Hebrews closes with “Those from Italy greet you” (Heb 13:24-25) which has traditionally been taken to mean the author was sending the letter from Italy, probably Rome. As modern scholars are disposed to do, they have questioned this and argued that the letter was sent to Italy from among a group of Italian expatriates. [6]“There is general agreement that the church addressed is Rome…” Grant R. Osborne, “A Classical Arminian View,” in Four Views on the Warning Passages in Hebrews, ed. Herbert … Continue reading However we hold the more traditional view that the letter was sent from Rome.

People Very Familiar with Jewish Law and Temple Rituals.

The letter not only contains many quotations from the Septuagint [7]The Septuagint, abbreviated LXX, is a Greek translation of what the Jewish people call the Tanak and called the Old Testament by Christians. The LXX was created around the time of Christ. but builds its main arguments from them. In addition crucial arguments rely upon the readers familiarity with Jewish history, temple construction and rituals. It is clear then that the audience was Jewish. This simply means that in today’s world most readers need to take time to familiarize themselves with many aspects of the Old Testament before assuming they can understand the author’s message. But who were the actual first recipients? Again we don’t actually know for certain, but it’s interesting to note that Acts 6:7 tells us that there was a regular stream of “a great number” out of the over 18,000 Jewish priests converting to Christianity soon after Jesus was raised. They would have been thrown out of the temple and lost their livelihood. Where did they go? Dr Allen suggests:
The recipients of Hebrews were former priests who had converted to Christianity and had relocated to Syrian Antioch where they were a part of the church. Acts 6:7 informs us that “a great company of the priests became obedient to  the faith.” No more is said about them in Acts or the rest of the New Testament. Based on the audience profile of Hebrews, several reasons were given substantiating the claim that these former priests would fit the audience well. [8]David L. Allen, Hebrews, The New American Commentary (Nashville, TN: B & H Publishing Group, 2010), 78–79.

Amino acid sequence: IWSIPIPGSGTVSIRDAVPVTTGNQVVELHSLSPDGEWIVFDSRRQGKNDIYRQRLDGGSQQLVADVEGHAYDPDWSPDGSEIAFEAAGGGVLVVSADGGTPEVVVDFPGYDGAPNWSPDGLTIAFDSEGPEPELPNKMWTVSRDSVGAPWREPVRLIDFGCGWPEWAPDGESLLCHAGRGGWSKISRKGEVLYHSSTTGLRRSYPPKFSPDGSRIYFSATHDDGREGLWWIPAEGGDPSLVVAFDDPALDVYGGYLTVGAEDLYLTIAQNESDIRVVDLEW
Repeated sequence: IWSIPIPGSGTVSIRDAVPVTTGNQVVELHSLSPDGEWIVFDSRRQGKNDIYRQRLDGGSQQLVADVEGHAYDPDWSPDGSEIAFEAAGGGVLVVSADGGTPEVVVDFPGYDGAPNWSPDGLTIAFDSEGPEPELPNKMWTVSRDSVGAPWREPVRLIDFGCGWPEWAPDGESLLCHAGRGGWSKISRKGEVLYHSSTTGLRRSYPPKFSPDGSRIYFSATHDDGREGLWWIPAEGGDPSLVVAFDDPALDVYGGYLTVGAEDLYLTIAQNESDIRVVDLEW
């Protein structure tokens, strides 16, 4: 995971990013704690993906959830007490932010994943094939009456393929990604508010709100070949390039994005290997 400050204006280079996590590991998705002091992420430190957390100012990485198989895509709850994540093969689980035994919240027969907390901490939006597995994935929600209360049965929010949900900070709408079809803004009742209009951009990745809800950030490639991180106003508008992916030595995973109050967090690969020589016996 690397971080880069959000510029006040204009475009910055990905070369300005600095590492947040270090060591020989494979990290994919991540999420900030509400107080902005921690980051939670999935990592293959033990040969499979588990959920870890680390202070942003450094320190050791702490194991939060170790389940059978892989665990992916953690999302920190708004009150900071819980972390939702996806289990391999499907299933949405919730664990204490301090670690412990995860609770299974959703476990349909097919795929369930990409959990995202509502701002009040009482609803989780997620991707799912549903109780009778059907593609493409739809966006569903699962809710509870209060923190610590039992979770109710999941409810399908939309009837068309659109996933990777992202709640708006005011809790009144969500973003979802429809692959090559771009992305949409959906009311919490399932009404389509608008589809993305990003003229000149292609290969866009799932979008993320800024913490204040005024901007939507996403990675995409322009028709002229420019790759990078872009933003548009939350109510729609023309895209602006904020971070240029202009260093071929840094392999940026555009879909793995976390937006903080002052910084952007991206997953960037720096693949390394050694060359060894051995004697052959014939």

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References

References
1 Ralph P. Martin and Peter H. Davids, eds., Dictionary of the Later New Testament and Its Developments (Downers Grove, IL: InterVarsity Press, 1997), 138.
2 Lukan Authorship of Hebrews (New American Commentary Studies in Bible and Theology) Hardcover – June 1, 2010
3 David L. Allen, Hebrews, The New American Commentary (Nashville, TN: B & H Publishing Group, 2010), 74.
4 David L. Allen, Hebrews, The New American Commentary (Nashville, TN: B & H Publishing Group, 2010), 78.
5 Grant R. Osborne, Four Views on the Warning Passages in Hebrews, 2007, 89–90.
6 “There is general agreement that the church addressed is Rome…” Grant R. Osborne, “A Classical Arminian View,” in Four Views on the Warning Passages in Hebrews, ed. Herbert W. Bateman IV (Grand Rapids, MI: Kregel Academic & Professional, 2007), 88.
7 The Septuagint, abbreviated LXX, is a Greek translation of what the Jewish people call the Tanak and called the Old Testament by Christians. The LXX was created around the time of Christ.
8 David L. Allen, Hebrews, The New American Commentary (Nashville, TN: B & H Publishing Group, 2010), 78–79.